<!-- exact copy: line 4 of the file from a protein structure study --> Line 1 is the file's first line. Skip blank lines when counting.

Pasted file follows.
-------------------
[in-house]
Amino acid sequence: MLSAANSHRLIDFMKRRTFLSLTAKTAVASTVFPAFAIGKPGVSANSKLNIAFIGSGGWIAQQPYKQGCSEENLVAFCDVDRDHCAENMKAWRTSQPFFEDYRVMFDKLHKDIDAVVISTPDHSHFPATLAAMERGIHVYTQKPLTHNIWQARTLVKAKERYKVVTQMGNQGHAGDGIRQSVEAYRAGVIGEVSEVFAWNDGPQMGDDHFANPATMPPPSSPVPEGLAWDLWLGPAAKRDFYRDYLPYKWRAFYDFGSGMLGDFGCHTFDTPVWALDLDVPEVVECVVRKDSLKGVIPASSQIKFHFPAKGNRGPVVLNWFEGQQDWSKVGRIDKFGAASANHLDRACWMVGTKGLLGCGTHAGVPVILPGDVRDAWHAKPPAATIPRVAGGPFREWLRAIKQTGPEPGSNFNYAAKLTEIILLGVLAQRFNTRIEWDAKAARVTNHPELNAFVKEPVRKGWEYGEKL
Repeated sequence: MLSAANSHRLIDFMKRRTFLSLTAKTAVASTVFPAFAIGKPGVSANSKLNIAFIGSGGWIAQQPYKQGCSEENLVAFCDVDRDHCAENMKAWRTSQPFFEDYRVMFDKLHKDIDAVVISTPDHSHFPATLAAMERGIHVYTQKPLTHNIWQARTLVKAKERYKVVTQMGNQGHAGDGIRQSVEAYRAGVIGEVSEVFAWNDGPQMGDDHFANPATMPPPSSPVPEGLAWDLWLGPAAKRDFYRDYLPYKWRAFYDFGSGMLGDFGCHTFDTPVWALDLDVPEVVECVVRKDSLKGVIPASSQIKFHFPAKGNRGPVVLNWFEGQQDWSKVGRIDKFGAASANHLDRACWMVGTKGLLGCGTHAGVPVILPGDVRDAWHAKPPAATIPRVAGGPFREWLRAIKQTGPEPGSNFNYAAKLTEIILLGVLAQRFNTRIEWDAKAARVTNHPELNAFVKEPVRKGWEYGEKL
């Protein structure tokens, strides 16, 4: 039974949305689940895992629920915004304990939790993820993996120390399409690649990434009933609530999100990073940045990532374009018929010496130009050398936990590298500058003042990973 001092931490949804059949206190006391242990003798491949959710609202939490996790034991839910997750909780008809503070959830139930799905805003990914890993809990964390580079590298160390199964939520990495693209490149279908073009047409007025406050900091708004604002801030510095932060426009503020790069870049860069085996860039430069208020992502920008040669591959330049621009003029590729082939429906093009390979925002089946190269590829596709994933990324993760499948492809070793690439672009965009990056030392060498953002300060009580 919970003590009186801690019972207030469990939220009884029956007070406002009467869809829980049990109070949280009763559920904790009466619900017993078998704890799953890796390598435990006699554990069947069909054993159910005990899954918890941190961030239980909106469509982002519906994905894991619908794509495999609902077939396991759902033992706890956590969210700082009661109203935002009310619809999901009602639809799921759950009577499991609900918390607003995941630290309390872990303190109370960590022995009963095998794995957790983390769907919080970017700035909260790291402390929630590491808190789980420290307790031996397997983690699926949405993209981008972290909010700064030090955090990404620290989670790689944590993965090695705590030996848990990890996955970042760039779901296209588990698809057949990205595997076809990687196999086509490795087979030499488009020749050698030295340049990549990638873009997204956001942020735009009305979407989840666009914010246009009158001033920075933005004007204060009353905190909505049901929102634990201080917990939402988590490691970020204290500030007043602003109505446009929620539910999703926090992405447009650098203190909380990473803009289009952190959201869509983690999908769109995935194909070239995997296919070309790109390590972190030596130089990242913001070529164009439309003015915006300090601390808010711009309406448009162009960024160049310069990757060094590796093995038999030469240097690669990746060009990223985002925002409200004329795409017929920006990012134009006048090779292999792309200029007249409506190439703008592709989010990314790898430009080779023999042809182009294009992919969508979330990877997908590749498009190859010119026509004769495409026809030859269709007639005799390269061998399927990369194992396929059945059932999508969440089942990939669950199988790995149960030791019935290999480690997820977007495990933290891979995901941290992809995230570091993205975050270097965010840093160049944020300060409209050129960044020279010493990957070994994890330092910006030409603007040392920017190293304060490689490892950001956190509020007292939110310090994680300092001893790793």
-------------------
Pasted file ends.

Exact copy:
């Protein structure tokens, strides 16, 4: 039974949305689940895992629920915004304990939790993820993996120390399409690649990434009933609530999100990073940045990532374009018929010496130009050398936990590298500058003042990973 001092931490949804059949206190006391242990003798491949959710609202939490996790034991839910997750909780008809503070959830139930799905805003990914890993809990964390580079590298160390199964939520990495693209490149279908073009047409007025406050900091708004604002801030510095932060426009503020790069870049860069085996860039430069208020992502920008040669591959330049621009003029590729082939429906093009390979925002089946190269590829596709994933990324993760499948492809070793690439672009965009990056030392060498953002300060009580 919970003590009186801690019972207030469990939220009884029956007070406002009467869809829980049990109070949280009763559920904790009466619900017993078998704890799953890796390598435990006699554990069947069909054993159910005990899954918890941190961030239980909106469509982002519906994905894991619908794509495999609902077939396991759902033992706890956590969210700082009661109203935002009310619809999901009602639809799921759950009577499991609900918390607003995941630290309390872990303190109370960590022995009963095998794995957790983390769907919080970017700035909260790291402390929630590491808190789980420290307790031996397997983690699926949405993209981008972290909010700064030090955090990404620290989670790689944590993965090695705590030996848990990890996955970042760039779901296209588990698809057949990205595997076809990687196999086509490795087979030499488009020749050698030295340049990549990638873009997204956001942020735009009305979407989840666009914010246009009158001033920075933005004007204060009353905190909505049901929102634990201080917990939402988590490691970020204290500030007043602003109505446009929620539910999703926090992405447009650098203190909380990473803009289009952190959201869509983690999908769109995935194909070239995997296919070309790109390590972190030596130089990242913001070529164009439309003015915006300090601390808010711009309406448009162009960024160049310069990757060094590796093995038999030469240097690669990746060009990223985002925002409200004329795409017929920006990012134009006048090779292999792309200029007249409506190439703008592709989010990314790898430009080779023999042809182009294009992919969508979330990877997908590749498009190859010119026509004769495409026809030859269709007639005799390269061998399927990369194992396929059945059932999508969440089942990939669950199988790995149960030791019935290999480690997820977007495990933290891979995901941290992809995230570091993205975050270097965010840093160049944020300060409209050129960044020279010493990957070994994890330092910006030409603007040392920017190293304060490689490892950001956190509020007292939110310090994680300092001893790793």